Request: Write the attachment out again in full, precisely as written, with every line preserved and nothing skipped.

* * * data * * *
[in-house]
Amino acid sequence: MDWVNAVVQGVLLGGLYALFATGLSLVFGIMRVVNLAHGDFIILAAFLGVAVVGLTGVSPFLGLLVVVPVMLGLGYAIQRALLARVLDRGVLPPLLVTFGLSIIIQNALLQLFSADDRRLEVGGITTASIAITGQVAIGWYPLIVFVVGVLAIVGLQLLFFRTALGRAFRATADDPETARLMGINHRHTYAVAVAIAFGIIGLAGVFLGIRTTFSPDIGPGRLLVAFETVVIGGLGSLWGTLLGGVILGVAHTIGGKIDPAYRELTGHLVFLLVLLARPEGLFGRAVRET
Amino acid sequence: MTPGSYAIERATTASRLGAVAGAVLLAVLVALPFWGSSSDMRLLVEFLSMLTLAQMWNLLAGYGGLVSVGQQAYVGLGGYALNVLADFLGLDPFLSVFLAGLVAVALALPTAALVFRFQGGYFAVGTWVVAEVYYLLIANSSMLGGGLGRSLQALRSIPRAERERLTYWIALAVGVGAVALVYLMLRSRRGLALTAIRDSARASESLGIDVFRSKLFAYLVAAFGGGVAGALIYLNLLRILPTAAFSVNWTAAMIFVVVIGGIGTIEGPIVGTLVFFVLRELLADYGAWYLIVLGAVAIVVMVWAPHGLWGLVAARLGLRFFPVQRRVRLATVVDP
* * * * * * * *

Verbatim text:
[in-house]
Amino acid sequence: MDWVNAVVQGVLLGGLYALFATGLSLVFGIMRVVNLAHGDFIILAAFLGVAVVGLTGVSPFLGLLVVVPVMLGLGYAIQRALLARVLDRGVLPPLLVTFGLSIIIQNALLQLFSADDRRLEVGGITTASIAITGQVAIGWYPLIVFVVGVLAIVGLQLLFFRTALGRAFRATADDPETARLMGINHRHTYAVAVAIAFGIIGLAGVFLGIRTTFSPDIGPGRLLVAFETVVIGGLGSLWGTLLGGVILGVAHTIGGKIDPAYRELTGHLVFLLVLLARPEGLFGRAVRET
Amino acid sequence: MTPGSYAIERATTASRLGAVAGAVLLAVLVALPFWGSSSDMRLLVEFLSMLTLAQMWNLLAGYGGLVSVGQQAYVGLGGYALNVLADFLGLDPFLSVFLAGLVAVALALPTAALVFRFQGGYFAVGTWVVAEVYYLLIANSSMLGGGLGRSLQALRSIPRAERERLTYWIALAVGVGAVALVYLMLRSRRGLALTAIRDSARASESLGIDVFRSKLFAYLVAAFGGGVAGALIYLNLLRILPTAAFSVNWTAAMIFVVVIGGIGTIEGPIVGTLVFFVLRELLADYGAWYLIVLGAVAIVVMVWAPHGLWGLVAARLGLRFFPVQRRVRLATVVDP